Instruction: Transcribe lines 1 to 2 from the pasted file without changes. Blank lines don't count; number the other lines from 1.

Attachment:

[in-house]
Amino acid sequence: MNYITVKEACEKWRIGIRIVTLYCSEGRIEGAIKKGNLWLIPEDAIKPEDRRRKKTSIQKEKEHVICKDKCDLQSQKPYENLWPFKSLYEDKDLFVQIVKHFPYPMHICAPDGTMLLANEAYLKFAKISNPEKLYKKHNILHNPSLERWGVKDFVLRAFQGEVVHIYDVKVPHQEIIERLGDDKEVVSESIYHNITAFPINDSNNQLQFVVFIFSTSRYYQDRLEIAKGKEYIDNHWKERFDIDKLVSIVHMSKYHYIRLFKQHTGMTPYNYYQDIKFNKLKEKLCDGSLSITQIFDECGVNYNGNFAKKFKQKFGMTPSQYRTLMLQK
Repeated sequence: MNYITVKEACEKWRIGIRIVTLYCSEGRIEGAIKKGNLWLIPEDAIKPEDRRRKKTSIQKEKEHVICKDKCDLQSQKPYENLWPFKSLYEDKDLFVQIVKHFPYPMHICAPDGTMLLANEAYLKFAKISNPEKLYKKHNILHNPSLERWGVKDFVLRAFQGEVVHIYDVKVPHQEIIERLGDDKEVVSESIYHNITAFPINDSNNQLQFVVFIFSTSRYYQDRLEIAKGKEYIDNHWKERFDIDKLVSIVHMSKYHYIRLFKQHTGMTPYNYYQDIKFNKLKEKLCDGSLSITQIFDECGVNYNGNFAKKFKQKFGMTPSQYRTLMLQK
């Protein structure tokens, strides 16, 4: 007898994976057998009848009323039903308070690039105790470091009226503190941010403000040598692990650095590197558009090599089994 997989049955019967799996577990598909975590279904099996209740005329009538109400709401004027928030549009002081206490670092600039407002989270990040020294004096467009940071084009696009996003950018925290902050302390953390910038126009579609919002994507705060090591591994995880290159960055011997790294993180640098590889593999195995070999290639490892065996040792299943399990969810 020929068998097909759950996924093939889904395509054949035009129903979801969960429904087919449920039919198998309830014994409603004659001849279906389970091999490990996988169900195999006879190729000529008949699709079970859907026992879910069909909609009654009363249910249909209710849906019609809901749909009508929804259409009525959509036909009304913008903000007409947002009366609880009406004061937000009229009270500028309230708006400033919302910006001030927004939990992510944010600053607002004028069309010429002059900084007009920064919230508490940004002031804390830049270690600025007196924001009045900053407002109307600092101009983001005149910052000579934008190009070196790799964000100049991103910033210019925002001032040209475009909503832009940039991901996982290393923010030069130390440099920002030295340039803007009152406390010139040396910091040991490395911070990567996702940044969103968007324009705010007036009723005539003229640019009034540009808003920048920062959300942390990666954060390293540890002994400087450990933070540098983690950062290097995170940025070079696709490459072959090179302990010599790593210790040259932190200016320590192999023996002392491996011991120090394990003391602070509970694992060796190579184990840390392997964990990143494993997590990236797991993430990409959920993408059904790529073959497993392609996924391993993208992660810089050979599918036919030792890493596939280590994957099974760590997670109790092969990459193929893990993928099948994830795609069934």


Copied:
[in-house]
Amino acid sequence: MNYITVKEACEKWRIGIRIVTLYCSEGRIEGAIKKGNLWLIPEDAIKPEDRRRKKTSIQKEKEHVICKDKCDLQSQKPYENLWPFKSLYEDKDLFVQIVKHFPYPMHICAPDGTMLLANEAYLKFAKISNPEKLYKKHNILHNPSLERWGVKDFVLRAFQGEVVHIYDVKVPHQEIIERLGDDKEVVSESIYHNITAFPINDSNNQLQFVVFIFSTSRYYQDRLEIAKGKEYIDNHWKERFDIDKLVSIVHMSKYHYIRLFKQHTGMTPYNYYQDIKFNKLKEKLCDGSLSITQIFDECGVNYNGNFAKKFKQKFGMTPSQYRTLMLQK